On the internet I’ve found a number of suggestions for the collective noun for architects. These include; ‘charge’, ‘confusion’, ‘glass house’, ‘jealousy’, ‘bewilderment’ and ‘arrogance’. There seems to be no consensus.
We’d been collecting architects as we’d gone along, a bit like you might collect beer mats or stamps but less tangible.
This was our fifth time in Galicia since starting our quest. We’d got the key to our future home and business, and an ever lengthening list of potential architects. All were keen and willing to help us, although I suspect that all could see big ‘€’ signs, and were desperately hoping that the English that they’d just been introduced to had bottomless pockets.
One thing which is for certain is that architects are nice people. Every one that we’d met were friendly, open, warm, human and all but one spoke English. But the thing is…they aren’t ‘wired’ up in the same way as you and I. When you say the words ‘inexpensive basic renovation’ their in-built architect translator makes them hear ‘design something revolutionary, inspirational, award winning full of new technologies and techniques…and to hell with the budget’. Their sociable external demeanour seems to hide a psychotic core.
So far on our travels we’d met; José from near Tui, Gonzalo from Santiago, Antonio from Lugo, Juan from Ribadeo and then the day after we bought the house Ramon introduced us to Fernando from A Coruña. After seeing the beautiful architectural site survey that Fernando had undertaken for one of Ramon’s houses (our estate agent and new neighbour) we were smitten. We bundled him, and his assistant Luz, into the car and forced them to come and see our house. We had to have a survey, to know what we’d bought, what all of the rooms measured, and to see if anyone could actually penetrate the forest that was growing in the ruined houses.
Fernando made all the right noises, re-assuring us that we’d made a good purchase, commenting on how grand the house was, and that the size of the horno(bread oven), at Liñeiras 13 it is a separate house from the main house, meant that this truly was a high status property back in the day. He made us feel smug, and we liked that.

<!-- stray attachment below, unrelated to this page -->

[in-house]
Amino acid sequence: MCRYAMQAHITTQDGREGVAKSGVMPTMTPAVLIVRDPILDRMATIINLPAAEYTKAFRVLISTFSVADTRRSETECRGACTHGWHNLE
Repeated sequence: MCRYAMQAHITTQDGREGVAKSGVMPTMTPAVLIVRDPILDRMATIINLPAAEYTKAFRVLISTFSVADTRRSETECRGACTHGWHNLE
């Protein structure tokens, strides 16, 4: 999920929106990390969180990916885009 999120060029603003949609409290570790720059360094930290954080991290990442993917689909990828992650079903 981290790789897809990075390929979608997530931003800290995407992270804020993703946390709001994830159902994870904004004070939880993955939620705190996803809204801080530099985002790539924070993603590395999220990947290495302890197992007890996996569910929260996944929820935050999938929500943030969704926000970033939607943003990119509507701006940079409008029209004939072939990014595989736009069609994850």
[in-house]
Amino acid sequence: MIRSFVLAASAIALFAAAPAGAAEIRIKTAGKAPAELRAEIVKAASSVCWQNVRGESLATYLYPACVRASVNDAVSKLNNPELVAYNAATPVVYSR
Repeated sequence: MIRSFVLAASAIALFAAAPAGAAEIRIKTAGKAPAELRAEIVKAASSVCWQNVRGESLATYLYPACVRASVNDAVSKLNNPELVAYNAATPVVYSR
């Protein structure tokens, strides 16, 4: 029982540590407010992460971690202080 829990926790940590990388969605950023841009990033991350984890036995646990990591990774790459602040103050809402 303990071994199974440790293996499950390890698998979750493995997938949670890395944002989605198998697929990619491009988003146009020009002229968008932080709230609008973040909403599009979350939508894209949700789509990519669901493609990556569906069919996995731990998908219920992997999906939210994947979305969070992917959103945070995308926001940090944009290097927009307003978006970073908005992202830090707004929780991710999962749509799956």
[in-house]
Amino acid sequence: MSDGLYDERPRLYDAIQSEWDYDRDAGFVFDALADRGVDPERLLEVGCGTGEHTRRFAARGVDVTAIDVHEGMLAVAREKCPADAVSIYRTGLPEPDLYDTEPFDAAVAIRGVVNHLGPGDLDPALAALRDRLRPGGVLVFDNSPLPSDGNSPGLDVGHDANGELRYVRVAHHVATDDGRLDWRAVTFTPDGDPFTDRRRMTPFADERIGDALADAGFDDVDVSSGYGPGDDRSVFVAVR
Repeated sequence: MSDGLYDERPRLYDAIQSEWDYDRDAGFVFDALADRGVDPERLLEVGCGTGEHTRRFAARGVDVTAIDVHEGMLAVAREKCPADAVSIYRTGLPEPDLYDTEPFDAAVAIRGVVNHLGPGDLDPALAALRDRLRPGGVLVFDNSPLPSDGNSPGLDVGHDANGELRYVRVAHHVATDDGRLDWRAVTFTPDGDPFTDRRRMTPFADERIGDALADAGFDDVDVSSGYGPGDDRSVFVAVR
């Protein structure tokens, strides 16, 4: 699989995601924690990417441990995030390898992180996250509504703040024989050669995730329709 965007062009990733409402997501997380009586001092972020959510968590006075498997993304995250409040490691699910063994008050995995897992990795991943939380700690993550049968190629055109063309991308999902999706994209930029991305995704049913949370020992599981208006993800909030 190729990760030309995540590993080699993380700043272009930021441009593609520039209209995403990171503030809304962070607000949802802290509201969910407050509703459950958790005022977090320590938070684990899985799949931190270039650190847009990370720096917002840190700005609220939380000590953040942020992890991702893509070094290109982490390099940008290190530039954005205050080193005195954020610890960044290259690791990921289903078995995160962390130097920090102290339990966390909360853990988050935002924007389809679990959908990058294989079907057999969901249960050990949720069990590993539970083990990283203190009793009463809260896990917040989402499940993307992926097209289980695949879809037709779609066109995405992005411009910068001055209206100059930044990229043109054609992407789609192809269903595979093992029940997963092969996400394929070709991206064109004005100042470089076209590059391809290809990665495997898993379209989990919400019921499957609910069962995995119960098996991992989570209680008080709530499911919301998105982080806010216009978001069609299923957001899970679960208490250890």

He encouraged us to find out what the local name was for the house that we could use for the business, identified some masonry which he believed would have been the base to an impressive dovecote and he even made friends with Carlos’ moth eaten donkey, who’d now taken to stamping his hooves aggressively whenever he saw me.
We asked him for a price to undertake a full architectural survey and give us a set of plans similar to those that we’d seen him deliver to Ramon, and if the price for this was right then we’d suggested that we’d like him to come up with some outline ideas for the small house, the one which Carlos’ donkey was currently guarding.
The rest of our final day went quickly, and early the next morning we were on our way to the airport for our trip back to reality. No more visits were planned, all our hopes were with Fernando to get on with the work, and then to need us to visit again to see the plans.